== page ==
Parsippany, N.J. — Acrow Bridge recently completed installation of a modular steel structure to maintain traffic flow during renovation of the 68-year-old George E. Tryon Bridge over the south fork of the Smith River near Hiouchi, Calif. The bridge had been found functionally obsolete at inspection, with a deteriorating lead-based paint matrix.
The rehabilitation project involves replacing the existing 206-foot by 24-foot steel arch bridge with an aesthetically similar concrete arch span 231 feet by 32 feet, 4 inches. The additional width will eliminate one-lane sections of the roadway and allow room for bicycles and pedestrians along with significant tourist traffic.
The job posed numerous difficulties, including restricted staging areas at the site. Additionally, the bridge is located on the very steep, rocky banks of a 60-foot-deep environmentally sensitive gorge, and the area is home to threatened and endangered wildlife species. Because the adjacent land is owned by the California Department of Parks and Recreation, the U.S. Forest Service and private individuals, multiple-agency coordination was necessary.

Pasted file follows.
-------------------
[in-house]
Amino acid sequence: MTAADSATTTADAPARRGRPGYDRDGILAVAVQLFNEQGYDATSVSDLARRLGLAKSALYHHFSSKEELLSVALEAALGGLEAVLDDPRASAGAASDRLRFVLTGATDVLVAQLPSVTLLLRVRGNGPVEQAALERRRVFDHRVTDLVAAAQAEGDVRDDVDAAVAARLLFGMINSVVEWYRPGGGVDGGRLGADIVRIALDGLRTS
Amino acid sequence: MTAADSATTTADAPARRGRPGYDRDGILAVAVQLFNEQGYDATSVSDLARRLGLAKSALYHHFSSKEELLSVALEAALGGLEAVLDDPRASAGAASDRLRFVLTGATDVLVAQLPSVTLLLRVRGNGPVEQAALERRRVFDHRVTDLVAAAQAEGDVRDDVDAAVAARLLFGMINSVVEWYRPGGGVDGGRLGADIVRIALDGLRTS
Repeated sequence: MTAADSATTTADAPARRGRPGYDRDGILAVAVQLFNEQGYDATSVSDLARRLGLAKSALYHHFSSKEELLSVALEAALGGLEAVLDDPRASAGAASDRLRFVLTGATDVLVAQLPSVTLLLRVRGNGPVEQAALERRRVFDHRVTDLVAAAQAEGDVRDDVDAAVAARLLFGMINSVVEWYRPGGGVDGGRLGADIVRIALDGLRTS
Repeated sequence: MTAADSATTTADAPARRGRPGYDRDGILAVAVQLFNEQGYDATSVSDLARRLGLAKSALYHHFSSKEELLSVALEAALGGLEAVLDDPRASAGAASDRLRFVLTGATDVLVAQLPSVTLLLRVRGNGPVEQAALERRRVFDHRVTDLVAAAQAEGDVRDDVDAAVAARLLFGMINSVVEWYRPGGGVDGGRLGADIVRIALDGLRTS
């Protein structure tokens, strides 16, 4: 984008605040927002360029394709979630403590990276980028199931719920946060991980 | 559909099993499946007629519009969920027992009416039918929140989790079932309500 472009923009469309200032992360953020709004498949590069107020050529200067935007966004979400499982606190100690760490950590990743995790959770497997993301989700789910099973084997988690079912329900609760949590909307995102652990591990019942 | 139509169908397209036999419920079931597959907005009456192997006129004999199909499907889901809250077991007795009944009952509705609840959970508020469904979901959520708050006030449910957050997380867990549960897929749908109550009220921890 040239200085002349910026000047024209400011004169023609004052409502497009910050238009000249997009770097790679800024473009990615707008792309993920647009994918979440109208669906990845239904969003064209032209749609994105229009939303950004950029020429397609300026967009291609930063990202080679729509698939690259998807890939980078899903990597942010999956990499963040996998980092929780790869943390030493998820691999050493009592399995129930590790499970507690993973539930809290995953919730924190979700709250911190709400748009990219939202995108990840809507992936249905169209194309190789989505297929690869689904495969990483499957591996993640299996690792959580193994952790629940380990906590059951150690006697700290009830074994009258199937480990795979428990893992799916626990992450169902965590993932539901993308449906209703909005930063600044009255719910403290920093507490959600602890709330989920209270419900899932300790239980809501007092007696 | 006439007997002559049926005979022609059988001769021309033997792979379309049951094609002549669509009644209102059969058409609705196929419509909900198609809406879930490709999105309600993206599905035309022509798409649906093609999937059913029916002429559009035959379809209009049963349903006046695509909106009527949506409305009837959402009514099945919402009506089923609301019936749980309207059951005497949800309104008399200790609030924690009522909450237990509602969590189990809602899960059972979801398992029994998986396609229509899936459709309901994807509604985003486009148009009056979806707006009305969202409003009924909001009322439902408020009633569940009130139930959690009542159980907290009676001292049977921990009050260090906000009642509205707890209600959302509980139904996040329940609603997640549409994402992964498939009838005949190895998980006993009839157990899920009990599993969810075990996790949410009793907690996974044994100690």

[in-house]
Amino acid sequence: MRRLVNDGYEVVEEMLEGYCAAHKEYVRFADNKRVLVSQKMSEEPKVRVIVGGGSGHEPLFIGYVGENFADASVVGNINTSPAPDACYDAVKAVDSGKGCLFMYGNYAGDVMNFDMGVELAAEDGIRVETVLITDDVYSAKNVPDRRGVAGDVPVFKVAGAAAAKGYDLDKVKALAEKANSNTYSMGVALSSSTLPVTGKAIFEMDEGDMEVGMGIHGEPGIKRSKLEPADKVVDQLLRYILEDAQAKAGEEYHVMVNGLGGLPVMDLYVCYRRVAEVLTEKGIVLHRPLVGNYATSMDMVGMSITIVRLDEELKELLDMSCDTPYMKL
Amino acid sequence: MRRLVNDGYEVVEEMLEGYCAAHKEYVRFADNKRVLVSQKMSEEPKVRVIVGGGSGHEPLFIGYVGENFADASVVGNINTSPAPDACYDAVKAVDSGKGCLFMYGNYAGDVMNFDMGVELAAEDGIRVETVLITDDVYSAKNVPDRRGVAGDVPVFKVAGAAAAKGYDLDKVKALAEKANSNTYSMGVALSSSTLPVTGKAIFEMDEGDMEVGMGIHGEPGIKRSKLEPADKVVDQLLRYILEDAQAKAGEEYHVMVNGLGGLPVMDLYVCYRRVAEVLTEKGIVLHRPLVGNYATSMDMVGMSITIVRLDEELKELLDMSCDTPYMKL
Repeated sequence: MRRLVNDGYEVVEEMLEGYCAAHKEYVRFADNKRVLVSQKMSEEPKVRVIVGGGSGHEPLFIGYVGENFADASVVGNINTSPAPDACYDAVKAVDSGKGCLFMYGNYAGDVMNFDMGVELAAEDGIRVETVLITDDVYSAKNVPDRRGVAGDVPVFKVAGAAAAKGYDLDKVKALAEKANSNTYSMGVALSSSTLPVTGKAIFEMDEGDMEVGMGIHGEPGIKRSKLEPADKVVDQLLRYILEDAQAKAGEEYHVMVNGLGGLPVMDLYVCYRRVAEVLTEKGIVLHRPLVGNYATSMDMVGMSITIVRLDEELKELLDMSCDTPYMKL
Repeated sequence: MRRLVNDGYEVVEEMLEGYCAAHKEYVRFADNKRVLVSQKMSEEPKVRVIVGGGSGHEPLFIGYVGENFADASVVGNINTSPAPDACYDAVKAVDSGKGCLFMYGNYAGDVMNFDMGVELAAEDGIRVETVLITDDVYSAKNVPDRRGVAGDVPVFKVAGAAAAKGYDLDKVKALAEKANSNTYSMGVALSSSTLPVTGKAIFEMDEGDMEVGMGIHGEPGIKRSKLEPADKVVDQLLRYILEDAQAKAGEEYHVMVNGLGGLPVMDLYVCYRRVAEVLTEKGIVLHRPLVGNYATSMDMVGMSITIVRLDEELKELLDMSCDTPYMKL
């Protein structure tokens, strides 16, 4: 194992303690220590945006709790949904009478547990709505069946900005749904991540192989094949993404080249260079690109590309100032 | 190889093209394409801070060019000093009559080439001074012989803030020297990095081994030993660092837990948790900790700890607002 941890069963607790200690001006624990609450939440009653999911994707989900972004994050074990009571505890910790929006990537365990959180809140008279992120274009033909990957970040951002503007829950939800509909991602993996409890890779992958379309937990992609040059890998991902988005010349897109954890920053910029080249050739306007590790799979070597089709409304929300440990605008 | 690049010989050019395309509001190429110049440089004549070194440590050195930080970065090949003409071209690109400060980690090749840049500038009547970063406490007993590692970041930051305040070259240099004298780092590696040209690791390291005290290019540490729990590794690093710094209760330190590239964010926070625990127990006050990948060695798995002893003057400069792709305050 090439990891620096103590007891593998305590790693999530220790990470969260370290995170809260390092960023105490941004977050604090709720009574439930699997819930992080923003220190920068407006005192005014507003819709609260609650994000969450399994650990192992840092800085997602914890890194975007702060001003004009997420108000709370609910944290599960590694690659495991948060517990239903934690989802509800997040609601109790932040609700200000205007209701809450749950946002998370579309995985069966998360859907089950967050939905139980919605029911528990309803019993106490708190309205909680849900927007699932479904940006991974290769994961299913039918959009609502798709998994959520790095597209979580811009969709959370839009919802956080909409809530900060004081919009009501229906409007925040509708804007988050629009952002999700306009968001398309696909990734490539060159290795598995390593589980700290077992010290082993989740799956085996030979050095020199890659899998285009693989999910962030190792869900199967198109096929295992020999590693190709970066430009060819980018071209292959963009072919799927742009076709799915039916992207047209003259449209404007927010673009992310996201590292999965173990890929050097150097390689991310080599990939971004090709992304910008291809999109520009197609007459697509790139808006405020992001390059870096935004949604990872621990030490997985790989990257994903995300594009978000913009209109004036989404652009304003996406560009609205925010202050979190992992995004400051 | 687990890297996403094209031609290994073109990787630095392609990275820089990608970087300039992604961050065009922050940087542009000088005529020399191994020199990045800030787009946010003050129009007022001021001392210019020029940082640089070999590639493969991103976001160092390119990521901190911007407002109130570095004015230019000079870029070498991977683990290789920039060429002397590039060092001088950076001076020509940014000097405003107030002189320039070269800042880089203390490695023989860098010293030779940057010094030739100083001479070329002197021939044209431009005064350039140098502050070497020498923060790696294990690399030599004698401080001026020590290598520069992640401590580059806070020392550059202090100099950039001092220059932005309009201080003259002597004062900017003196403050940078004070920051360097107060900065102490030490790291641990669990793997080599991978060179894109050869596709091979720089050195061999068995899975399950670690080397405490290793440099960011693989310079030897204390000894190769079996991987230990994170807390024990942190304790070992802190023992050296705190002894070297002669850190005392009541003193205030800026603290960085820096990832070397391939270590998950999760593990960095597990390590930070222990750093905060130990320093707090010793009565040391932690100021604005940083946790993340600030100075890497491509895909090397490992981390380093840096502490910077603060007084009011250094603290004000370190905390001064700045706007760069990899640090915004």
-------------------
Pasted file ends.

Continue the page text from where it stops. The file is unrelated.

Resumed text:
“This was a challenging job, but ultimately very rewarding” said Jack Arizcuren, Pacific States Sales Manager at Acrow. Added Bill Killeen, President and CEO of Acrow Bridge, “This project is a great example of how Acrow systems can provide creative solutions to difficult situations and provide value to contractors and government agencies alike.”